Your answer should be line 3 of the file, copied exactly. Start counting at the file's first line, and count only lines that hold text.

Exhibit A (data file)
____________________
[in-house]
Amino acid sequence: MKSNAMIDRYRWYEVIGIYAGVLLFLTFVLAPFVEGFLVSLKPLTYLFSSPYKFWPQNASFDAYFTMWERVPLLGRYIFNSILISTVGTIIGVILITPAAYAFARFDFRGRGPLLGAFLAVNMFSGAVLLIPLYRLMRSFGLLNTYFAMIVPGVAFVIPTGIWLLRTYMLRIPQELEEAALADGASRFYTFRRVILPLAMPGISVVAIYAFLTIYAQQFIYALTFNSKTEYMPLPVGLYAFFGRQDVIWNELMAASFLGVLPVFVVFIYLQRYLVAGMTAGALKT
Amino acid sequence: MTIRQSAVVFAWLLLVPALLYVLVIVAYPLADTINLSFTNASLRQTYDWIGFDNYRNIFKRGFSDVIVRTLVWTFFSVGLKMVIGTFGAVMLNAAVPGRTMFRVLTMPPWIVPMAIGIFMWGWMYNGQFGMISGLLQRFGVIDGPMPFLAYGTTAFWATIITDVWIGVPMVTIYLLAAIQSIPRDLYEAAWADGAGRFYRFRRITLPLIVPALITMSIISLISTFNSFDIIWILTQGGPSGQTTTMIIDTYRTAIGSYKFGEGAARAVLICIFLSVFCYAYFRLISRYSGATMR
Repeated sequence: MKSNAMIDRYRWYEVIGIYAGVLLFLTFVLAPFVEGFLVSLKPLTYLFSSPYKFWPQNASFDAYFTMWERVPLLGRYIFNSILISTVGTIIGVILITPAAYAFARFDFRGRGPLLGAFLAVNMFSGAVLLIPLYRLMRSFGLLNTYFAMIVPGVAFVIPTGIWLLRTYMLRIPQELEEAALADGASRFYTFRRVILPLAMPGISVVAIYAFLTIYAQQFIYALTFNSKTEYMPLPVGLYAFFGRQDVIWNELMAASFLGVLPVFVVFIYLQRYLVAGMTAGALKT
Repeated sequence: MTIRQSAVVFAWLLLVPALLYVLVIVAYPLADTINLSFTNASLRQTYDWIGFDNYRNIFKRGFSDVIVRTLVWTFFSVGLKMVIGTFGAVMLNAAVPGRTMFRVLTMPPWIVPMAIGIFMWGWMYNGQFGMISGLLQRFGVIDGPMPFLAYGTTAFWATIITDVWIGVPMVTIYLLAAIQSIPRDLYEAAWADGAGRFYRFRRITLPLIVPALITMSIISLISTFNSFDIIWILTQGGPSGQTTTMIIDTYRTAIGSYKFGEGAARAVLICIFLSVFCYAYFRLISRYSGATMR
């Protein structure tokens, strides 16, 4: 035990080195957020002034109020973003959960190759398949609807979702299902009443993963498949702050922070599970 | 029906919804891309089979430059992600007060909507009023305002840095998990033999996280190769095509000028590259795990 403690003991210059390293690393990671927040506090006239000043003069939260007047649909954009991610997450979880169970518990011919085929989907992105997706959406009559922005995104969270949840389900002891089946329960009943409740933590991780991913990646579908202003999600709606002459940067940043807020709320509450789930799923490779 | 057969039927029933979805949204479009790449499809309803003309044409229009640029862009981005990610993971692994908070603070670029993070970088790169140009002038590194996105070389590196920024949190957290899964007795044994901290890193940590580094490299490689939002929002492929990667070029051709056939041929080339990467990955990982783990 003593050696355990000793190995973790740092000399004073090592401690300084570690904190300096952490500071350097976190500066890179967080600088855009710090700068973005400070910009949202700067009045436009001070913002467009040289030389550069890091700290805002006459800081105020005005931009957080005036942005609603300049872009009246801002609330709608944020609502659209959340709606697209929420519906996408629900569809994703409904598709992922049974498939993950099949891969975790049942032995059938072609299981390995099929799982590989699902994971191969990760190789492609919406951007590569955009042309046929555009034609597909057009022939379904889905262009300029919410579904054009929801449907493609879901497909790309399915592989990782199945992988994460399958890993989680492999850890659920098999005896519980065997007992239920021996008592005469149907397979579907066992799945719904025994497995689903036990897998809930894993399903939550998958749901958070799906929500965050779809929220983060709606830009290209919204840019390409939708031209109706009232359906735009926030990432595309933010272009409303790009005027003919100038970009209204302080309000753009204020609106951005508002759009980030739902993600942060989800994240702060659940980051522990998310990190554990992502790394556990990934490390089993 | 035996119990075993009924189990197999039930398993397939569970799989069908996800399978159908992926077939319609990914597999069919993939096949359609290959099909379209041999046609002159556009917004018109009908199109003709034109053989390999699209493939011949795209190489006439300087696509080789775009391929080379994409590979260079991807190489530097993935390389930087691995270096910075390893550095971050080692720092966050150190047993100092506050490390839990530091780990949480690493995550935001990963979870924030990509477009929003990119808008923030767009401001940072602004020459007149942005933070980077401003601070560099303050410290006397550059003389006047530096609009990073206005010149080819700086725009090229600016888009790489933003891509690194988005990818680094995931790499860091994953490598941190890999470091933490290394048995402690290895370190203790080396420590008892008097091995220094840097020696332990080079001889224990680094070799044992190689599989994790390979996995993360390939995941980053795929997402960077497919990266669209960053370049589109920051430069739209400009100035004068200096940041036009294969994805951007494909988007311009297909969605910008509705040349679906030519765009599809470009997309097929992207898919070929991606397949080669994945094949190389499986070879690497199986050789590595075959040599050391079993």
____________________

Amino acid sequence: MTIRQSAVVFAWLLLVPALLYVLVIVAYPLADTINLSFTNASLRQTYDWIGFDNYRNIFKRGFSDVIVRTLVWTFFSVGLKMVIGTFGAVMLNAAVPGRTMFRVLTMPPWIVPMAIGIFMWGWMYNGQFGMISGLLQRFGVIDGPMPFLAYGTTAFWATIITDVWIGVPMVTIYLLAAIQSIPRDLYEAAWADGAGRFYRFRRITLPLIVPALITMSIISLISTFNSFDIIWILTQGGPSGQTTTMIIDTYRTAIGSYKFGEGAARAVLICIFLSVFCYAYFRLISRYSGATMR